Hundreds of Jews visited the Temple Mount – Judaism’s holiest site – notwithstanding threats of “serious consequences” made by Jordan.
Hundreds of religious Jews continued their visits to the Temple Mount on Monday in celebration of the festival of Passover, despite explicit threats made by Jordan the same morning over the issue. Five Jews were removed from the site for violating the strict rules enforced, including the rabbi of the Technion (Israel Institute of Technology), after 13 others were similarly forced to leave on Sunday.
The Jordanian government issued a harsh statement, warning Israel of “serious consequences” to what it described as “the invasion of settler groups and Israeli occupying forces in the Al-Aqsa mosque.”
Although the IDF liberated the Old City of Jerusalem in the 1967 Six Day War, the Jordanian Waqf (Islamic Trust) has maintained control over the Temple Mount.
“Israel’s offenses against worshipers on the holy site are a violation of international laws and conventions and could have dangerous consequences,” Jordanian government spokesman Mohammad Al Momani threatened in a statement to Jordanian media.
Al Momani demanded that “Israeli occupation authorities immediately stop such moves and deny entry to settlers and Israeli forces to the yards of the holy shrine and allow Palestinian worshipers to enter the mosque.”
Non-Muslims are allowed to enter the compound only during specific hours and from one gate only, although the site is holy to both Jews and Muslims; it is the holiest site in Judaism and the third-holiest in Islam.
Religious Jews have additional restrictions. They are divided into small groups, are closely supervised by policemen and Jordanian Waqf members during their visit, and have their path and walking pace dictated by the Israel Police. The restrictions include, for example, the prohibition of praying or the appearance of praying, bowing, singing and drinking water from fountains.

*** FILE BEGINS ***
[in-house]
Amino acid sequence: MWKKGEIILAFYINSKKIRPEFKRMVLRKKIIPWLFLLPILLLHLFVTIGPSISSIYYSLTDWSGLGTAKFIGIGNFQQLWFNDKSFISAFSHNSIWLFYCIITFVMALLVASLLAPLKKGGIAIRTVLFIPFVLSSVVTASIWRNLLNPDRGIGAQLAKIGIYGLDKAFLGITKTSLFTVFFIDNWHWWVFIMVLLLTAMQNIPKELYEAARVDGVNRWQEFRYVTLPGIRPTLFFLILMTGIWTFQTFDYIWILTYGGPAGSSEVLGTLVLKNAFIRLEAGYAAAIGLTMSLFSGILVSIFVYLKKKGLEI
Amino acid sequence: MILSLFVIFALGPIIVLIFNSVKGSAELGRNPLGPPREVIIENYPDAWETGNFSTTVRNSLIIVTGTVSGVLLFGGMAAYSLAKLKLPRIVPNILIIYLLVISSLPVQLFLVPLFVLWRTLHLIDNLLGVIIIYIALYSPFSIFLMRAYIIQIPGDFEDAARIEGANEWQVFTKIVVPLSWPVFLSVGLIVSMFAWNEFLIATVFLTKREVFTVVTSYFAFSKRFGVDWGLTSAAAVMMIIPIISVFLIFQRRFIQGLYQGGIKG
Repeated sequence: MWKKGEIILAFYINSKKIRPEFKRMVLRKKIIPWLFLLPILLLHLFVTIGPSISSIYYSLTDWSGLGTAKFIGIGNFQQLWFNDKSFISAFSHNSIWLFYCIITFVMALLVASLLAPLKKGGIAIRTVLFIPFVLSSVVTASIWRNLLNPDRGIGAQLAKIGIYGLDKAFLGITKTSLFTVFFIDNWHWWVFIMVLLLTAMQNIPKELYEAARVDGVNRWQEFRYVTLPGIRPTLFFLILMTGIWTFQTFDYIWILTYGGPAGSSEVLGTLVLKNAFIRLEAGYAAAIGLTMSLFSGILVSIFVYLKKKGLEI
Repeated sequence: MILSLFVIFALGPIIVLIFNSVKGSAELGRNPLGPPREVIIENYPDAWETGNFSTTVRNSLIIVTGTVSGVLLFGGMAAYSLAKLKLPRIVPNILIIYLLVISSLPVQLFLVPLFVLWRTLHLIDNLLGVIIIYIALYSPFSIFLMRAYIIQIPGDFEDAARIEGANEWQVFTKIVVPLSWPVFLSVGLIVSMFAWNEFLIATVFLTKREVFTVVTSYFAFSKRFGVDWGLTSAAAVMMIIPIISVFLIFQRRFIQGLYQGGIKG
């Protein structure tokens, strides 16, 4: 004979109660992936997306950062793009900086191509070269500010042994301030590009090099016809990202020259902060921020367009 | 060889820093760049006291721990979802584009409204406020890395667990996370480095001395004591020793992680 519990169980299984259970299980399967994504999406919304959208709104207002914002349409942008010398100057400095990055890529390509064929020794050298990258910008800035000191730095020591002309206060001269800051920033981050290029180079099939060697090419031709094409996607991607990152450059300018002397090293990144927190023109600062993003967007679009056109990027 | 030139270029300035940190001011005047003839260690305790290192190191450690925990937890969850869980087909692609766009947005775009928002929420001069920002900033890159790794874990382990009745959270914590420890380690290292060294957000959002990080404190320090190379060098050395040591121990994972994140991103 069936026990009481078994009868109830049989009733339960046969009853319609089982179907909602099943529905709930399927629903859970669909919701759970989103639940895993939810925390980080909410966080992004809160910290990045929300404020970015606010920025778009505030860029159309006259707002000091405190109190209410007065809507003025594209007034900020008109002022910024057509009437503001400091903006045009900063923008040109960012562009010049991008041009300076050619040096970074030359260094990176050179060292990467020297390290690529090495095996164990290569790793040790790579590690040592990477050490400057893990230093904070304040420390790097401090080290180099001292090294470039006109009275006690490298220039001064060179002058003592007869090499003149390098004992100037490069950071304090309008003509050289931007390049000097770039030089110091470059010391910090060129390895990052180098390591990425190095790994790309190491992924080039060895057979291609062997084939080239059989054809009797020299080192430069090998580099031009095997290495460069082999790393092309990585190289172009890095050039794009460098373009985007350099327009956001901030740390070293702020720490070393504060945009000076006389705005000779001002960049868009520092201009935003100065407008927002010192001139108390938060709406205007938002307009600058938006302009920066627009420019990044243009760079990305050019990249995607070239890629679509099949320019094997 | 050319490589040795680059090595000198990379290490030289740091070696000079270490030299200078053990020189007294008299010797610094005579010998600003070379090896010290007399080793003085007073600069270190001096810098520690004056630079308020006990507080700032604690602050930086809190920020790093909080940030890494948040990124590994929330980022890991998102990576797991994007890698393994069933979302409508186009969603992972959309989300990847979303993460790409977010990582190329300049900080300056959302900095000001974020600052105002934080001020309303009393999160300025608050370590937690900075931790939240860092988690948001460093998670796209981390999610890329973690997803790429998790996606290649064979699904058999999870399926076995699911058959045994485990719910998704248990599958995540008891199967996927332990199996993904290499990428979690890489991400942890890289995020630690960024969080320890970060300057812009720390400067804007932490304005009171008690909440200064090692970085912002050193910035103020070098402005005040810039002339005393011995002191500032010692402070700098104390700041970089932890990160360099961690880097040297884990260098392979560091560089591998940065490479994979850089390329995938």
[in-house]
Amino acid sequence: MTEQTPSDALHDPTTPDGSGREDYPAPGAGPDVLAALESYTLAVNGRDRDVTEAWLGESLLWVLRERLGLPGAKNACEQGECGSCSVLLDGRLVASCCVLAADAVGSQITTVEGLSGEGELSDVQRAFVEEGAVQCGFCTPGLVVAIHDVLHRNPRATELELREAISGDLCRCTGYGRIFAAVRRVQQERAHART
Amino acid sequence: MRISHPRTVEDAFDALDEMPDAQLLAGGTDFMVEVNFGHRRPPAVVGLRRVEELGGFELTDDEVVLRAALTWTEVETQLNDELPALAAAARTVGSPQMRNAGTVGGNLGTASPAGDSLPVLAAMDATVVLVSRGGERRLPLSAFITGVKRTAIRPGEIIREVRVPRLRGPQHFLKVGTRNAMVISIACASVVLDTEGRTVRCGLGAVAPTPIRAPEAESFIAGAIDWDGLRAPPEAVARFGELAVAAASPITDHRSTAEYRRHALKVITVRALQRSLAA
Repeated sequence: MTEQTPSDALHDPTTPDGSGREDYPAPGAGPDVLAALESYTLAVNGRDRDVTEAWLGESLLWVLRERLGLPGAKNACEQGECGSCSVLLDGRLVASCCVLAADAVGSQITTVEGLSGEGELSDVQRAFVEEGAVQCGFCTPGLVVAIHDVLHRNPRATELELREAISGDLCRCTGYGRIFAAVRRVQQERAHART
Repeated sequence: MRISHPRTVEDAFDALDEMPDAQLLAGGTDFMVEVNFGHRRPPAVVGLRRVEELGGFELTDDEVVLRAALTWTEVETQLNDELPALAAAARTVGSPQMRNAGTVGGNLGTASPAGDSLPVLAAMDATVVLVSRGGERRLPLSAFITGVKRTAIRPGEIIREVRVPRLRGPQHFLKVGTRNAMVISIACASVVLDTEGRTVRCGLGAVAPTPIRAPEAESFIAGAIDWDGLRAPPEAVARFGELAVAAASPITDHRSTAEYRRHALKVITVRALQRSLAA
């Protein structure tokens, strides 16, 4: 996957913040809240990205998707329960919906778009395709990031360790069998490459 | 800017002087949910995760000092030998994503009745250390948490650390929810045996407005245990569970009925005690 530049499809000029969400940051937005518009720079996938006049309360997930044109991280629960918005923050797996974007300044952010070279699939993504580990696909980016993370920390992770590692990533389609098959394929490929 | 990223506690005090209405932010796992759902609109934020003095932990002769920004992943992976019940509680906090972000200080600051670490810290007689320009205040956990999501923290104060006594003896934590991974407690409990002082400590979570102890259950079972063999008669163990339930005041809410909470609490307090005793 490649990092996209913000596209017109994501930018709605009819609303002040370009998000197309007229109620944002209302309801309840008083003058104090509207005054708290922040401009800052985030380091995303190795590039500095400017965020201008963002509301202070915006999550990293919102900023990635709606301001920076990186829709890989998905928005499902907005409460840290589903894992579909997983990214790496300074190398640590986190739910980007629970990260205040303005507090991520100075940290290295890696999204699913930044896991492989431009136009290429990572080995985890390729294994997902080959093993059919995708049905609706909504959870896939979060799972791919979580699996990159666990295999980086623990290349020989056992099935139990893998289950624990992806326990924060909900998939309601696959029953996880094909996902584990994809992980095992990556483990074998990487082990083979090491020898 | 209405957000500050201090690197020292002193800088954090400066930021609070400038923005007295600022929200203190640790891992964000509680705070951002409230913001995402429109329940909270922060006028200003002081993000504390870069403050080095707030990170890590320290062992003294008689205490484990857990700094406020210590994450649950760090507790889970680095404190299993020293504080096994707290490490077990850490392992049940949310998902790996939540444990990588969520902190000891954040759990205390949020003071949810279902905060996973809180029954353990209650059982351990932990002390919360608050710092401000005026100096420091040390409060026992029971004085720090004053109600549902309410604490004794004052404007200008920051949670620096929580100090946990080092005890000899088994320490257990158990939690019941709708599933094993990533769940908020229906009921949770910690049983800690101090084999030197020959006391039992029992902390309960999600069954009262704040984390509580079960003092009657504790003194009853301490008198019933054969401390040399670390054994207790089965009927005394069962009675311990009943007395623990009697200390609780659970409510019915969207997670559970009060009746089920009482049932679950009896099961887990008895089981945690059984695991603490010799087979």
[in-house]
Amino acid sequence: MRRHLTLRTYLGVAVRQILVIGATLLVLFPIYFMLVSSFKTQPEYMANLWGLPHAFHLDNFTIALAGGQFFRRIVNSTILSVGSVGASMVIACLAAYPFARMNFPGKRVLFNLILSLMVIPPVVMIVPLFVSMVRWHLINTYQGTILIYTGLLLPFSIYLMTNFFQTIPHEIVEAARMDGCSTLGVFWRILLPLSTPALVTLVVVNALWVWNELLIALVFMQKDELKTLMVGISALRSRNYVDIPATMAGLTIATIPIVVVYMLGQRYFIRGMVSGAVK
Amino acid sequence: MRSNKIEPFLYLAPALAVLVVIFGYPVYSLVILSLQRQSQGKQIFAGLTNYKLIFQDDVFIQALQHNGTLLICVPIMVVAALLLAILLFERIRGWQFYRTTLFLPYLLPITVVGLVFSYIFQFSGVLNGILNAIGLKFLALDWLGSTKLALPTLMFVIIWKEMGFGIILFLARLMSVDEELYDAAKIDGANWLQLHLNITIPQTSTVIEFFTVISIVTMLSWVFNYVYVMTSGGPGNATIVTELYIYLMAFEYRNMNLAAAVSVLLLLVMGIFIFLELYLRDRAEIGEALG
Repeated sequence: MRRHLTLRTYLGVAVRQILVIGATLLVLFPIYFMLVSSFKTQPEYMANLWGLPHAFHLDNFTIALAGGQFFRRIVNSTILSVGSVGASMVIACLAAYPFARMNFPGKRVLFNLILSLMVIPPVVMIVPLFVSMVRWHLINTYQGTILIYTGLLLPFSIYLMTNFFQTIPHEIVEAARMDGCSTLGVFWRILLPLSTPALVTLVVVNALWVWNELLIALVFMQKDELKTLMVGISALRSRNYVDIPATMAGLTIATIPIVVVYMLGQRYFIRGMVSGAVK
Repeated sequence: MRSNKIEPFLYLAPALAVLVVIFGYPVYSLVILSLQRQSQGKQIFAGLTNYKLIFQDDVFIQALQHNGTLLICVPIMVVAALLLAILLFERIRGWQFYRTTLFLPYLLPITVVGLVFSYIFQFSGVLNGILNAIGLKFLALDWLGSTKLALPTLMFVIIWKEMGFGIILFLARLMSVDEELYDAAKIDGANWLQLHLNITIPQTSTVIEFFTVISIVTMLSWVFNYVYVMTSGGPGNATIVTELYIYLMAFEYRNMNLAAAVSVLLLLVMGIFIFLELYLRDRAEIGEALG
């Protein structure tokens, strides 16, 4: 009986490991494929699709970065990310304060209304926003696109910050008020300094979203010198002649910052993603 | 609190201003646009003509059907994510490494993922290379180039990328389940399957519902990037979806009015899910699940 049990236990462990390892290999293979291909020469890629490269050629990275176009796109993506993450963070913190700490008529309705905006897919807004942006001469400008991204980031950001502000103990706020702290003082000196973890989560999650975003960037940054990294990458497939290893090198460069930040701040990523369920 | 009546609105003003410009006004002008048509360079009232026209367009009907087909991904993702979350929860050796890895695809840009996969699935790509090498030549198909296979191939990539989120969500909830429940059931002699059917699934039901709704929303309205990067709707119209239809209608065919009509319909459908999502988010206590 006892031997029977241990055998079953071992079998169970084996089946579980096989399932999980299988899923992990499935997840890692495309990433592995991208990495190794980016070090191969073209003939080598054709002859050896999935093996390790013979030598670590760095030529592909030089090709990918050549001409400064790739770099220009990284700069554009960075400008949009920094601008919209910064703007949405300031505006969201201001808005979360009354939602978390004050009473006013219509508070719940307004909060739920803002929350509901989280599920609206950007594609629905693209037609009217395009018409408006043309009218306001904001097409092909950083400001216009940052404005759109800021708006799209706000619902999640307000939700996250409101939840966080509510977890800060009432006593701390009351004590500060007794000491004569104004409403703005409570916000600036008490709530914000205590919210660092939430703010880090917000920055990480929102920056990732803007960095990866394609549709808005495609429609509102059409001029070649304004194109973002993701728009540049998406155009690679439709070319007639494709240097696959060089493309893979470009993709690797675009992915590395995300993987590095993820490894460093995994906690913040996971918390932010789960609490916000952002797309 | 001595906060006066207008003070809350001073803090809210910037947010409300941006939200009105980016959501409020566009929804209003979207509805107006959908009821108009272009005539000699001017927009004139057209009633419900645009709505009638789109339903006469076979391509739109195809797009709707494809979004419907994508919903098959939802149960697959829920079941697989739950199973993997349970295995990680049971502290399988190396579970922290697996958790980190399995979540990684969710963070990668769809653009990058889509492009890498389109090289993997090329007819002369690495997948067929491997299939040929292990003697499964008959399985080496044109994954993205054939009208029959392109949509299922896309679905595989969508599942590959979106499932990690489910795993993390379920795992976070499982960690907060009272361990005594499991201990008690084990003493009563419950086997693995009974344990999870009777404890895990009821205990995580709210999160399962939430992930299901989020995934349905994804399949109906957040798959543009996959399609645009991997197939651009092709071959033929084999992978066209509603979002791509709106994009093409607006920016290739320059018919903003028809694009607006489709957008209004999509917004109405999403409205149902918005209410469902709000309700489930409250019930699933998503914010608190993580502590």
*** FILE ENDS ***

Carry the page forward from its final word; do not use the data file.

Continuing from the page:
Nine out of 10 entrance gates are designated for Muslims only.
The Israel Police has bolstered its presence in Jerusalem this holiday week with over a thousand extra policemen patrolling the city.
According to both police and Temple Mount rights groups, 204 Jews entered the compound on Monday during visiting hours. The Temple Mount rights groups say that 78 of the Jews entered for a very brief time before being escorted out by police forces. Approximately 20 more Jews were not allowed to enter at all.
During the same hours, according to police, 638 tourists visited the site.
Muslims have relatively free access to the site and Muslim visitors are not counted by police.
Meanwhile, many thousands of Orthodox Jews gathered at the adjacent Western Wall area for the traditional priestly blessing that has taken place every Passover and Sukkot for the past 40 years and is attended by Israel’s chief rabbis.
By: Michael Bachner/TPS and United with Israel Staff